Anxiety about sleep

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This topic contains 2 replies, has 3 voices, and was last updated by Martin Reed 1 week, 4 days ago.

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  • #32703

    ✘ Not a client

    I had my first real battle with insomnia and anxiety in 2014, I ended up on sleeping pills, and it took me over a year to get to place where I could sleep well again, and without pills. In that year, I struggled with crippling anxiety about the lack of sleep and the difficulty trying to get even the small bits I was getting.

    My life was going great for the last 4 years, and when we had our second child, and other changes and stressors occurred, I ended up with insomnia once again. Almost immediately, I got scared and was filled with anxiety about why I was not sleeping. I believe this put me into a vicious cycle where I wasn’t sleeping much, and I spent my days and nights ruminating about it. I would often miss a full night of sleep, and sometimes even a couple in a row. Sometimes I’d even get to a third night of struggle, and I’d turn to alcohol, cannabis, or some over the counted sleeping pill.

    No of these options were consistent or provided good quality sleep, so it really just became another source of anxiety. I have been in this battle for 7 months now, and this past July and August seemed like I was starting to get some relief. I did not miss a night of sleep in those two months, and also, did not have to take melatonin or anything else more than a handful of times.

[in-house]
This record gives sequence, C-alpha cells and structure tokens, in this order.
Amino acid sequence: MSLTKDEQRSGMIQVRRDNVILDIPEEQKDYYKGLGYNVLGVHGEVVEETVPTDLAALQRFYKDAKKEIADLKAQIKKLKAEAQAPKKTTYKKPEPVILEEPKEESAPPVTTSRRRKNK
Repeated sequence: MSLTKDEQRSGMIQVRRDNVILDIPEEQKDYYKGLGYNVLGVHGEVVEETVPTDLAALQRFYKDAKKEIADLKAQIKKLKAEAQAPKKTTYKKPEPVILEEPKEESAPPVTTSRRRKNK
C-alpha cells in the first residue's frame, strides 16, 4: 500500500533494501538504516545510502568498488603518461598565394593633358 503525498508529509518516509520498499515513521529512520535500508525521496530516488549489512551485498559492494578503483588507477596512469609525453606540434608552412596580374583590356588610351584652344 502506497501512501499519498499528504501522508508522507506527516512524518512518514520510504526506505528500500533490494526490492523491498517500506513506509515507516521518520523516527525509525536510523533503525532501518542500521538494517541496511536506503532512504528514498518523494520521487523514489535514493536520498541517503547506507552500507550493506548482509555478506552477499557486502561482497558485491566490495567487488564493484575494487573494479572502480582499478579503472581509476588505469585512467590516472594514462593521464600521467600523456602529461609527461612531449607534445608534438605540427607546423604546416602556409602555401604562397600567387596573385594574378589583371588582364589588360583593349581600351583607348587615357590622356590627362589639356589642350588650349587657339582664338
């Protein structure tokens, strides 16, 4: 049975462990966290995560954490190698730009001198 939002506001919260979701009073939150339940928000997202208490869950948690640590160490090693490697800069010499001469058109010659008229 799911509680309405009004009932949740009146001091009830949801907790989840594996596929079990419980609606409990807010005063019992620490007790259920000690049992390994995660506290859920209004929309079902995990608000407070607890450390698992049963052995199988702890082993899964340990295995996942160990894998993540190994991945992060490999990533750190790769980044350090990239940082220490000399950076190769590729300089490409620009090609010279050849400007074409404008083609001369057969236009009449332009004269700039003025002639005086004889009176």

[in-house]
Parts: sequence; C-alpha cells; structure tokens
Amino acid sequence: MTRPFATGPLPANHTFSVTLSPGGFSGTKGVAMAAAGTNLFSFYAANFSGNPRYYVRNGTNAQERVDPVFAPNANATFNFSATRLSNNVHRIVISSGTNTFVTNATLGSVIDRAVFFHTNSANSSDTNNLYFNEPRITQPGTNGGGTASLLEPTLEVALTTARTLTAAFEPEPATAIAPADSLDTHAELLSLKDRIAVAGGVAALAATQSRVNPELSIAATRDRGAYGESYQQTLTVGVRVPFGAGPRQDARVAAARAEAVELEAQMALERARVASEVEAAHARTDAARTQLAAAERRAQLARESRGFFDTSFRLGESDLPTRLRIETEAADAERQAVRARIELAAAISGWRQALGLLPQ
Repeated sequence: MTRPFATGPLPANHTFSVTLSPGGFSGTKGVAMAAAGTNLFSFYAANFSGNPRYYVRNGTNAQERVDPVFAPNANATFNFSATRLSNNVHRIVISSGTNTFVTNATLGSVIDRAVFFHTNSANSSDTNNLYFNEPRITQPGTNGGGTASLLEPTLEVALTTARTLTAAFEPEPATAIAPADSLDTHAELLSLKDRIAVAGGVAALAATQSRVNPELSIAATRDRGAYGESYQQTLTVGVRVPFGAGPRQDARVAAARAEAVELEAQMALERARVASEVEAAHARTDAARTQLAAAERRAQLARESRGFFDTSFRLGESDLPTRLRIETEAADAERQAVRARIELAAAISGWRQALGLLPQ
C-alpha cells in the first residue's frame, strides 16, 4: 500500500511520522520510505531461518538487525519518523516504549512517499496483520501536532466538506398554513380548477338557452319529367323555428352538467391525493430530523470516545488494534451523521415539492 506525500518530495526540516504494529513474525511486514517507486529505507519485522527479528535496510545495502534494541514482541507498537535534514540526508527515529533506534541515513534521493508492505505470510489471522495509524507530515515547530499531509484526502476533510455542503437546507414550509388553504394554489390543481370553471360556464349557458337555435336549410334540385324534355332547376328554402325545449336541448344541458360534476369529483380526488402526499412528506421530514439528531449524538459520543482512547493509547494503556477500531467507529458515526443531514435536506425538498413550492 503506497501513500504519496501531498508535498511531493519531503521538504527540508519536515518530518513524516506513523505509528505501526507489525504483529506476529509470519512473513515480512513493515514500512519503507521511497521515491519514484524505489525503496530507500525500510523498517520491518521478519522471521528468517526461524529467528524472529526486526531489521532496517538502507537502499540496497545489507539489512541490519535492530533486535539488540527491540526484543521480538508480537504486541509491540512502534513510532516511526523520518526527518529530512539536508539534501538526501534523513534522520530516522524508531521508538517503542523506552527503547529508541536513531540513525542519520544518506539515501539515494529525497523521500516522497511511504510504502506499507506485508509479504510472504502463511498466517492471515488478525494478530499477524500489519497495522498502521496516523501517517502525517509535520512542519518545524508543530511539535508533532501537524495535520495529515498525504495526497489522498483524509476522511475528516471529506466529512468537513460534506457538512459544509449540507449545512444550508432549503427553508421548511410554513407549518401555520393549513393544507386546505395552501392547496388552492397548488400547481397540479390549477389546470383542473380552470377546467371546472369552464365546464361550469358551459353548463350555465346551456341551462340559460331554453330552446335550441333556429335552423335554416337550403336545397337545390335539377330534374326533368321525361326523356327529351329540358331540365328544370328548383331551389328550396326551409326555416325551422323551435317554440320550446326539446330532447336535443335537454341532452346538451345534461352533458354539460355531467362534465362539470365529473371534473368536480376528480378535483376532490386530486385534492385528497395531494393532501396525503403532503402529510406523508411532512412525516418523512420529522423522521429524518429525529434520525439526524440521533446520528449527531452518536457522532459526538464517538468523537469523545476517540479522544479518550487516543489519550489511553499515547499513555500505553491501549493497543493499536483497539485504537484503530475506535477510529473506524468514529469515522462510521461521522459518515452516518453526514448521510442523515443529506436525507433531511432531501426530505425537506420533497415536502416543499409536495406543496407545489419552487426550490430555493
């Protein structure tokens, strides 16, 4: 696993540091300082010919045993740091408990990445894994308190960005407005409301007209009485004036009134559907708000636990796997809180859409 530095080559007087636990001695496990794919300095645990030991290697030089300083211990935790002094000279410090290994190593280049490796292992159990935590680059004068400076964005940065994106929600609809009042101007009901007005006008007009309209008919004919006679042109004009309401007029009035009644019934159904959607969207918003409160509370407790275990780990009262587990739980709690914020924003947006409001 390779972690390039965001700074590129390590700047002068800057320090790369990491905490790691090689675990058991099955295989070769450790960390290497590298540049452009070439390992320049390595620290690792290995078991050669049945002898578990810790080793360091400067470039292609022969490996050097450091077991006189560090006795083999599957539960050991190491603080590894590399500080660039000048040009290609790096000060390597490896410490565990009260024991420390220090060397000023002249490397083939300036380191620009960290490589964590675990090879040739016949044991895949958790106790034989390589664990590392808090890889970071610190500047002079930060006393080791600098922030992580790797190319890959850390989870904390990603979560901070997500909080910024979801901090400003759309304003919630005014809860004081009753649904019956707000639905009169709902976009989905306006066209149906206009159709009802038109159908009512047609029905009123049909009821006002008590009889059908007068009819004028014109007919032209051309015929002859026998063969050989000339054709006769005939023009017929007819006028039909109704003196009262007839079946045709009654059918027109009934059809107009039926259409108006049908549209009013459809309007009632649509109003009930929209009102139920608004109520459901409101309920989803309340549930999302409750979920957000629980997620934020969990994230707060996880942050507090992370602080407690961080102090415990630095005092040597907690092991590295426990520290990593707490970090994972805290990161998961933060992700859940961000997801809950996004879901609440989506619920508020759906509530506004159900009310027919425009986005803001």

I was sleeping in our spare bedroom, and maybe I was doing well because there were no negative associations with that bed. Now, I’ve gone back to my usual room (where I’m able to sleep alone) and I have a lot of anxiety about sleeping there, because there have been a lot of bad nights there over the last few months.

    I currently try to fall asleep on the couch, and then I wake up, and go to that room to continue sleeping. It usually works, but I’d be much happier being able to just go to bed and sleep.

    Has anyone else been here?

    I look forward to meeting many of you on this site, and I am most likely going to sign up for the course in the next little bit.

    Thanks 🙂


    ✘ Not a client

    you’re definitely not alone – i hate worrying about sleep. when i’ve had a string of tough nights it’s hard to break any negative associations that i might have with my bed but i can usually do so by limiting the time spent lying there and worrying by getting up and doing something else after 15-20 minutes, and then going back to bed only when i feel relaxed again. have you tried that?


    Martin Reed
    ★ Admin

    Hello Damien, and welcome to the forum.

    I think you would find it really helpful to implement cognitive behavioral therapy for insomnia (CBT-I) techniques because they specifically target the perpetuating factors behind insomnia that make it hard to get sleep back on track.

    I see many examples of thoughts and behaviors that perpetuate insomnia in your post — these include worry about the effects of insufficient sleep, ruminating about sleep, experimenting with various sleep crutches (such as alcohol or supplements), sleeping somewhere other than your own bed, and sleep effort (in other words, “trying” to sleep).

    It sounds as though your experience with insomnia has led to conditioned arousal/anxiety, too. In other words, you have learned to associate your own bed with wakefulness and worry rather than sleep and relaxation. CBT-I techniques are also helpful at addressing this conditioned arousal (just as you learned to see your bed as a place for wakefulness and worry, you can “unlearn” this, too).

    You have managed to get your sleep back on track in the past, so I have little doubt that you will be able to do so again — and following a structured plan (or road map) such as the implementation of CBT-I techniques can be very helpful when it comes to improving your sleep for the long term.

    I hope this helps.

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